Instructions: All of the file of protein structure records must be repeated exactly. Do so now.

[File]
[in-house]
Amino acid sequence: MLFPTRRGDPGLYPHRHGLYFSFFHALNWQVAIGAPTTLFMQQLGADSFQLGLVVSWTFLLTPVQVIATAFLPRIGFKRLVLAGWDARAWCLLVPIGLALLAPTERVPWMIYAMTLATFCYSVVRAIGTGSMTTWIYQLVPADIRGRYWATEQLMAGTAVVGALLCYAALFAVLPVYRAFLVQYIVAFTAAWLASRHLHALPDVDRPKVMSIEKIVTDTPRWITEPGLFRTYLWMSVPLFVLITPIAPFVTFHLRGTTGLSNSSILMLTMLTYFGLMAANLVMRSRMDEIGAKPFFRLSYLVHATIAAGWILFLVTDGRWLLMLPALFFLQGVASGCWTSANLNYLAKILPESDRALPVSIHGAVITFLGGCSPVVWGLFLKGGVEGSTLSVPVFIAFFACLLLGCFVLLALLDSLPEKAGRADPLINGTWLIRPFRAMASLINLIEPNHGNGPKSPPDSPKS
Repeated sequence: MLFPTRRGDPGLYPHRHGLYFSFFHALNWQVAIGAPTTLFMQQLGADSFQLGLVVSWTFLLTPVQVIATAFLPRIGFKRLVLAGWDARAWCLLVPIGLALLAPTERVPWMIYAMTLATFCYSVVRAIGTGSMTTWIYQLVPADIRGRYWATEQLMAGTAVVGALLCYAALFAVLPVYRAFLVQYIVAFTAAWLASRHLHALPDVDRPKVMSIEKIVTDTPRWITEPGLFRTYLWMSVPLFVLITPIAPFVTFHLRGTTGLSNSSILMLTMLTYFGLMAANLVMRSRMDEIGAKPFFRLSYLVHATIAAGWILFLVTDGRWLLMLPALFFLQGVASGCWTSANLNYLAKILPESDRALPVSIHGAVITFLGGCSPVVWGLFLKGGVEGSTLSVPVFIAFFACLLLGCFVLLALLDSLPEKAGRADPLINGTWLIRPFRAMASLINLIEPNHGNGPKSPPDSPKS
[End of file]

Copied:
[in-house]
Amino acid sequence: MLFPTRRGDPGLYPHRHGLYFSFFHALNWQVAIGAPTTLFMQQLGADSFQLGLVVSWTFLLTPVQVIATAFLPRIGFKRLVLAGWDARAWCLLVPIGLALLAPTERVPWMIYAMTLATFCYSVVRAIGTGSMTTWIYQLVPADIRGRYWATEQLMAGTAVVGALLCYAALFAVLPVYRAFLVQYIVAFTAAWLASRHLHALPDVDRPKVMSIEKIVTDTPRWITEPGLFRTYLWMSVPLFVLITPIAPFVTFHLRGTTGLSNSSILMLTMLTYFGLMAANLVMRSRMDEIGAKPFFRLSYLVHATIAAGWILFLVTDGRWLLMLPALFFLQGVASGCWTSANLNYLAKILPESDRALPVSIHGAVITFLGGCSPVVWGLFLKGGVEGSTLSVPVFIAFFACLLLGCFVLLALLDSLPEKAGRADPLINGTWLIRPFRAMASLINLIEPNHGNGPKSPPDSPKS
Repeated sequence: MLFPTRRGDPGLYPHRHGLYFSFFHALNWQVAIGAPTTLFMQQLGADSFQLGLVVSWTFLLTPVQVIATAFLPRIGFKRLVLAGWDARAWCLLVPIGLALLAPTERVPWMIYAMTLATFCYSVVRAIGTGSMTTWIYQLVPADIRGRYWATEQLMAGTAVVGALLCYAALFAVLPVYRAFLVQYIVAFTAAWLASRHLHALPDVDRPKVMSIEKIVTDTPRWITEPGLFRTYLWMSVPLFVLITPIAPFVTFHLRGTTGLSNSSILMLTMLTYFGLMAANLVMRSRMDEIGAKPFFRLSYLVHATIAAGWILFLVTDGRWLLMLPALFFLQGVASGCWTSANLNYLAKILPESDRALPVSIHGAVITFLGGCSPVVWGLFLKGGVEGSTLSVPVFIAFFACLLLGCFVLLALLDSLPEKAGRADPLINGTWLIRPFRAMASLINLIEPNHGNGPKSPPDSPKS